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Fernando H. Salas
Attended Valladolid / Salamanca / Cambridge / München
Lives in Valencia / SPAIN
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Fernando H. Salas

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Di Stefano, Callas, “Tu non sai che sei l'anima mia,” Un ballo in maschera
UN BALLO IN MASCHERA  (VERDI)   Atto II
"NON SAI TU CHE SE L´ANIMA MIA"
GUSTAVO:
Ah crudele, e mel rammemori, 
Lo ripeti innanzi a me! 
Non sai tu che se l'anima mia 
Il rimorso dilacera e rode, 
Quel suo grido non cura, non ode, 
Sin che l'empie di fremiti amor? . . . 
Non sai tu che di te resterìa, 
Se cessasse di battere il cor! 
Quante notti ho vegliato anelante! 
Come a lungo infelice lottai! 
Quante volte dal cielo implorai 
La pietà, che tu chiedi da me! 
Ma per questo ho potuto un instante, 
Infelice, non viver di te?
AMELIA:
Ah! deh, soccorri tu, cielo, all'ambascia 
Di chi sta fra l'infamia e la morte: 
Tu pietoso rischiara le porte 
Di salvezza all'errante mio piè. 
(a Gustavo) 
E tu va, ch'io non t'oda, mi lascia: 
Son di lui, che il suo sangue ti diè.
GUSTAVO: 
La mia vita . . . l'universo, 
Per un detto . . .
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Muchas gracias por tus comentarios tan interesantes. Es un placer que estés  en este foro y contribuyas con tus admirables conocimientos, +GERMAN QUINTERO 
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Verdi OTELLO Domingo,Freni,Cappuccilli-Kleiber 1976 Scala  / sub español(leonora43)
                                         OTELLO (VERDI)
Roles
OTELLO, a Moorish general (Tenor)
DESDEMONA, his wife (Soprano)
IAGO, Otello's ensign (Baritone)
EMILIA, wife of Iago and maid of Desdemona (mezzo)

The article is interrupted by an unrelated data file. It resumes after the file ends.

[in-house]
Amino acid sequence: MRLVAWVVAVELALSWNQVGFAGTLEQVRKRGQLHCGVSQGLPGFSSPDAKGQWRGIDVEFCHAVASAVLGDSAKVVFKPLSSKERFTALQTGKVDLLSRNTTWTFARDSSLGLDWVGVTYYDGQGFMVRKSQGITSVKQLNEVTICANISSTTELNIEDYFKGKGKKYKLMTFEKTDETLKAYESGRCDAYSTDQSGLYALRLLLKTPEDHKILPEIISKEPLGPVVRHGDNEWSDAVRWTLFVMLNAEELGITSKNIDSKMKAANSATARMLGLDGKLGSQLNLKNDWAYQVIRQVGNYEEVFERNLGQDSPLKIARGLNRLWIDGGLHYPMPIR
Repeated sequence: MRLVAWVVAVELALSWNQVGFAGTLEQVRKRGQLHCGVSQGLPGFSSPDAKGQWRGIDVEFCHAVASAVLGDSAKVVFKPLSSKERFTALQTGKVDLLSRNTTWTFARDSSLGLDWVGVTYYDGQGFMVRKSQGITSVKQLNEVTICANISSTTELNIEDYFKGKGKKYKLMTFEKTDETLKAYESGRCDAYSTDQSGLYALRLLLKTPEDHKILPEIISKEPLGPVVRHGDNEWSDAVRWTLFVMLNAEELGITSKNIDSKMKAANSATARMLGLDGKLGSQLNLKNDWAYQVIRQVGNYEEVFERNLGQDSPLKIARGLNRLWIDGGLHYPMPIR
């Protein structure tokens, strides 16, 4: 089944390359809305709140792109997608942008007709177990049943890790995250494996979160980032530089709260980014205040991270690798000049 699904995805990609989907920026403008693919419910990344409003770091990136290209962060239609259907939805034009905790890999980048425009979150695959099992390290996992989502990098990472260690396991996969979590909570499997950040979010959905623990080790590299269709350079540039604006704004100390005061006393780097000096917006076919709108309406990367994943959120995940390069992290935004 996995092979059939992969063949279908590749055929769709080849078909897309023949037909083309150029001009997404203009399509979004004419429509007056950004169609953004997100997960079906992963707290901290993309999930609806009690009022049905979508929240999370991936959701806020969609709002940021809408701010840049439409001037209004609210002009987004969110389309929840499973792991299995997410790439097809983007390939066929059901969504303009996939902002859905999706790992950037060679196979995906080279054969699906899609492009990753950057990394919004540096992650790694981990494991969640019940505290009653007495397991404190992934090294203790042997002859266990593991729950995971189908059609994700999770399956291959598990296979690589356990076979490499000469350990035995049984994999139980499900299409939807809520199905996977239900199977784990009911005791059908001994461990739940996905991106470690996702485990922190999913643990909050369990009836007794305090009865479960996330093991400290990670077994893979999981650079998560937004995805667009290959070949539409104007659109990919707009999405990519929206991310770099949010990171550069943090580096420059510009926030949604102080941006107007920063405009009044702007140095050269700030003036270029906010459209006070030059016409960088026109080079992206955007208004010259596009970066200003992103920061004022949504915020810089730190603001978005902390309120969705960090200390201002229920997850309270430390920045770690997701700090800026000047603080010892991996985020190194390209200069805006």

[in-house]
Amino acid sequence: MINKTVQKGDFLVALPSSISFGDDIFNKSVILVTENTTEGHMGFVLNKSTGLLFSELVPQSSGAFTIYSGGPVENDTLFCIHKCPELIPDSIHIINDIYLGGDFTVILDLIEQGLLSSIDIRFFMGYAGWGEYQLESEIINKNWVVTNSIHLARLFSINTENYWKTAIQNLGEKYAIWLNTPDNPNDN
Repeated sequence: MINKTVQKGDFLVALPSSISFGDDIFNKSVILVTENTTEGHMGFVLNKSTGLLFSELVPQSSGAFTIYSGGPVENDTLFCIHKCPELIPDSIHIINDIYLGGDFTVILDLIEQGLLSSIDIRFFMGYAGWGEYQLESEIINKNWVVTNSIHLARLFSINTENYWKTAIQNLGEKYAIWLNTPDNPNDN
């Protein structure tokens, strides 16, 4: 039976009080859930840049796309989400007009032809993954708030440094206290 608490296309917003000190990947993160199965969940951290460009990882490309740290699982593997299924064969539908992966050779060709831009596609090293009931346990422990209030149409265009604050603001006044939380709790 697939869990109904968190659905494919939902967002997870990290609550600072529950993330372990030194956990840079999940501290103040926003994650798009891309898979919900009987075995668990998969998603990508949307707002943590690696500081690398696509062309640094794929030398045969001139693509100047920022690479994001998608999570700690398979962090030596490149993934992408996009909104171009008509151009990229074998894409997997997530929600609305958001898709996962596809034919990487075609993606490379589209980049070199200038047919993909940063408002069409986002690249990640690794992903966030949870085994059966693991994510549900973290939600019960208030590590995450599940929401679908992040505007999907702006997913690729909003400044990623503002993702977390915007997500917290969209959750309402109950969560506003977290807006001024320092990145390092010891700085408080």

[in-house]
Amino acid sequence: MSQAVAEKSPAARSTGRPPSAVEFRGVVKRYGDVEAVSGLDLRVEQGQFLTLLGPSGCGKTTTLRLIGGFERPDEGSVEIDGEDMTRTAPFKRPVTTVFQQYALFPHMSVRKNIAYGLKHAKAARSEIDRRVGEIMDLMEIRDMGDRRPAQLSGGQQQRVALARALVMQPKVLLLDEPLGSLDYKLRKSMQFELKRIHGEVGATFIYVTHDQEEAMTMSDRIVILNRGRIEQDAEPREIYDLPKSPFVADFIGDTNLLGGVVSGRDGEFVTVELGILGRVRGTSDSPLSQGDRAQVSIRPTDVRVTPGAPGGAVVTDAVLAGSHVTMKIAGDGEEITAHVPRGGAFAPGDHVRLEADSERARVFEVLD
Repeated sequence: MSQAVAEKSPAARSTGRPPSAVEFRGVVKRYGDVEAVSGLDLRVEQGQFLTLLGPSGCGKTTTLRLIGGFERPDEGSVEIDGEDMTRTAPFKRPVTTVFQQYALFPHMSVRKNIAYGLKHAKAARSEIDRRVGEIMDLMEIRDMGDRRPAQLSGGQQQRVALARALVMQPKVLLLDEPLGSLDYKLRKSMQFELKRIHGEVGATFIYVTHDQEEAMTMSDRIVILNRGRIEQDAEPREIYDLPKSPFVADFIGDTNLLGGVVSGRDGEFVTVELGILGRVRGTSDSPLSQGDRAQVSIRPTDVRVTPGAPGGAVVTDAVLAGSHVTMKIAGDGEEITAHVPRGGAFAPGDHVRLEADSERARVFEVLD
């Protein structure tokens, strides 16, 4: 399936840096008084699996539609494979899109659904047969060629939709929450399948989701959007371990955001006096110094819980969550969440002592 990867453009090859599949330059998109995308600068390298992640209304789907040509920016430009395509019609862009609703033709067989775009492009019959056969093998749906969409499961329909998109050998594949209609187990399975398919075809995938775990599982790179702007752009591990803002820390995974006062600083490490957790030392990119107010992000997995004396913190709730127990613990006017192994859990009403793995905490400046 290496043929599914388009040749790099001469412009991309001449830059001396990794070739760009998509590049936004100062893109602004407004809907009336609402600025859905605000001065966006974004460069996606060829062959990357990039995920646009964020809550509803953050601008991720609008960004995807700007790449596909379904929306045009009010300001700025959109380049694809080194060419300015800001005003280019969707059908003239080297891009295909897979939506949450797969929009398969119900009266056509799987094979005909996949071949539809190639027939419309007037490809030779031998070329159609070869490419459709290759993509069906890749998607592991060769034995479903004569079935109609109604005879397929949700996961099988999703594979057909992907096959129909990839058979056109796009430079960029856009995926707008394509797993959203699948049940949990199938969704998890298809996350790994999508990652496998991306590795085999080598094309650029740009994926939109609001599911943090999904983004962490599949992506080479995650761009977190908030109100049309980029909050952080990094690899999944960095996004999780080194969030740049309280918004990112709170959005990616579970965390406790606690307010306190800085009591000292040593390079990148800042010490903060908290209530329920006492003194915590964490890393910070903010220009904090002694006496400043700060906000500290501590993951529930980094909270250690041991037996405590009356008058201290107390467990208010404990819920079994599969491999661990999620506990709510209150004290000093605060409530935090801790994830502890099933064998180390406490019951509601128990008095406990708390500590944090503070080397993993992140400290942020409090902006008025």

CASSIO, Otello's captain (Tenor)
RODERIGO, a gentleman of Venice (Tenor)
LODOVICO, ambassador of the Venetian Republic (Bass)
MONTANO, former Governor of Cyprus (Bass)
A herald (Bass)
Chorus: Venetian soldiers and sailors; and Cypriot townsfolk and children

SYNOPSIS
Time: The late 1400s.
Place: A coastal city on the island of Cyprus.[43]
Act 1
In front of the castle, next to the harbor.
On a stormy evening, the people of Cyprus anxiously await the arrival of the new governor, Otello, from a naval battle with the Turks (Chorus, Montano, Cassio, Iago, Roderigo: Una vela! / "A sail!"). For a moment it seems as if Otello's ship will founder, to the delight of Otello's treacherous ensign, Iago, but Otello arrives safely and announces that the Turkish fleet has been destroyed, and the Cypriots cheer (Otello, chorus: Esultate! L’orgoglio musulmano sepolto è in mar / "Rejoice! The Mussulman's pride is buried in the sea").
Iago offers to help the young Venetian gentleman Roderigo in his seduction of Otello's wife Desdemona – Iago envies Otello his success and longs to destroy the Moor (Iago, Roderigo: Roderigo, ebben che pensi? / "Well, Roderigo, what are you thinking?"). Among his grievances, Iago is outraged that Otello has appointed Cassio to be the captain of the navy, a position that Iago hoped to have. The people of Cyprus celebrate the safe return of Otello and his men by lighting a bonfire and drinking (Chorus: Fuoco di gioia!/ "Fire of joy").
Iago proposes a toast to Otello and his wife, while Cassio praises Desdemona (Iago, Cassio, Chorus, Roderigo: Roderigo, beviam! / "Roderigo, let's drink!"). Iago offers Cassio more wine, but Cassio says he has had enough. Iago pressures him and offers a toast to Otello and Desdemona. Cassio gives in. Iago sings a drinking song and continues to pour Cassio wine (Iago, Cassio, Roderigo, chorus: Inaffia l'ugola! / "Wet your throat").